It took Moby three tries but he finally figured out how to apologize for lying about dating Natalie Portman.
Photo by Joe Scarnici/Getty Images

Celebrities, especially celebrity men, continue to struggle with the elusive correct way to apologize. Unfortunately, Moby is no exception. And even though his first "apology" was very problematic, his second and third attempts are getting us closer to something that shouldn't be complicated at all.

Remember in elementary school when someone would hold your hand and say that meant you two were dating? Apparently, that happens with adults, too.

Moby has recently apologized for what happened when he claimed he dated Natalie Portman. “As some time has passed I’ve realized that many of the criticisms leveled at me regarding my inclusion of Natalie in Then It Fell Apart are very valid. I also fully recognize that it was truly inconsiderate of me to not let her know about her inclusion in the book beforehand, and equally inconsiderate for me to not fully respect her reaction,” Moby wrote in an Instagram post.


The major problem with Moby’s apology is he fails to state that the two never dated.

Instagram

In his memoir Then It Fell Apart, Moby claimed he briefly dated Portman. “For a few weeks I had tried to be Natalie’s boyfriend, but it hadn’t worked out. I thought that I was going to have to tell her that my panic was too egregious for me to be in a real relationship, but one night on the phone she informed me that she’d met somebody else. I was relieved that I’d never have to tell her how damaged I was,” Moby wrote. He says at the time she was 20, and he was 33.

There are many things wrong with Moby’s story, starting with the fact that it never actually happened.

Portman called Moby out in an interview with Harper’s Bazaar. “I was surprised to hear that he characterized the very short time thatI knew him as dating because my recollection is a much older man being creepy with me when I just had graduated high school,” she said. Portman also pointed out that at the time she was 18, and not 20. Creepy, much?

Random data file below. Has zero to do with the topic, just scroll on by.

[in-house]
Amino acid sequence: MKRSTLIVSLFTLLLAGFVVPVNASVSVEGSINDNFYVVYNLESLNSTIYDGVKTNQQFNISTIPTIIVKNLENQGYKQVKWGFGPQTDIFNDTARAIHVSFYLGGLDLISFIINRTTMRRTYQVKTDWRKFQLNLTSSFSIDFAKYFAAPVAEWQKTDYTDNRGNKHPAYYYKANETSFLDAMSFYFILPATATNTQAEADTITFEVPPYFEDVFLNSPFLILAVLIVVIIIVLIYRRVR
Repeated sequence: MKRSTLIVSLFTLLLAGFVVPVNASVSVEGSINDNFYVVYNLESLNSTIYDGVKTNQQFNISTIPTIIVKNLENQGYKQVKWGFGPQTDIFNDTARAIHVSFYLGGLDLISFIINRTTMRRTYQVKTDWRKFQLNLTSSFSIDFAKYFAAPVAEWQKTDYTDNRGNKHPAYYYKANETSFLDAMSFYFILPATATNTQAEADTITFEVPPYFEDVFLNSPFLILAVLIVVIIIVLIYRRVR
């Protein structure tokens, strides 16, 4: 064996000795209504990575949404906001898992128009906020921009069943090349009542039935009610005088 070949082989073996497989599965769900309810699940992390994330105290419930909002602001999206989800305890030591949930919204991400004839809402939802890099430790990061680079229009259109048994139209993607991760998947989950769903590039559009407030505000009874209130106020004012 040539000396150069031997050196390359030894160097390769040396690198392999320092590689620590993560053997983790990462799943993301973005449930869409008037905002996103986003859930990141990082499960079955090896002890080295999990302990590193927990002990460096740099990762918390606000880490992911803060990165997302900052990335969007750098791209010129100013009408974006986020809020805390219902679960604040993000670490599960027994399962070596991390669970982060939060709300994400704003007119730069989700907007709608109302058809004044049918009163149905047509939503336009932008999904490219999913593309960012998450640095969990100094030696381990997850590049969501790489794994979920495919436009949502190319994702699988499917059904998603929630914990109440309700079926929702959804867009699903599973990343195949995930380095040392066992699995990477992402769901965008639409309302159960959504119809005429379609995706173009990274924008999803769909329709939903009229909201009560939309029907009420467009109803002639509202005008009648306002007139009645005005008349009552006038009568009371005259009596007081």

Instead of saying sorry, Moby essentially lashed out. Moby posted a two of them together on Instagram.  He’s not wearing a shirt. She’s wearing a look that says, “I’m in no way comfortable with this.” Moby then referred to Portman’s statements as something he read in a“gossip piece,” doubling down that the description of events in his book are “accurate.” He also got mad at the people calling him out, saying, “sincerely, what should I do when people believe accusations and not evidence?”

Moby should have just apologized and moved on when Portman called him out initially. The only thing worse than claiming you dated an 18-year-old when you didn’t is doubling down on the statements, then accusing said former 18-year-old of “actively misrepresent[ing] the truth.”

After his botched earlier faux apologies, Moby announced that he was taking a break from social media. That's probably a wise move but it doesn't change the fact that he took an unfortunate situation and made it worse with a selfish and arrogant response.

It’s a few steps away from calling a woman a bitch because she turned you down, or harassing someone in to dating you. However, it is great to see that Moby apologized for the way he made Portman feel.

For anyone taking notes, there's a really simple and effective way to apologize.

"I'm sorry."

That's it. It's really not that complicated.

Photo courtesy of Claudia Romo Edelman
True

When the novel coronavirus hit the United States, life as we knew it quickly changed. As many people holed up in their homes, some essential workers had to make the impossible choice of going to work or quitting their jobs— a choice they continue to make each day.

Because over 80 percent of working Hispanic adults provide essential services for the U.S. economy, the Hispanic community is disproportionately affected. Hispanic families are also much more likely to live in multigenerational households, carrying the extra risk of infecting the most vulnerable. In fact, Hispanics are 20 times more likely than other patients to test positive for COVID-19.

Claudia Romo Edelman saw a community in desperate need of guidance and support. And she created Hispanic Star, a non-profit designed to help Hispanic people in the U.S. pull together as a proud, unified group and overcome barriers — the most pressing of which is the effects of the pandemic.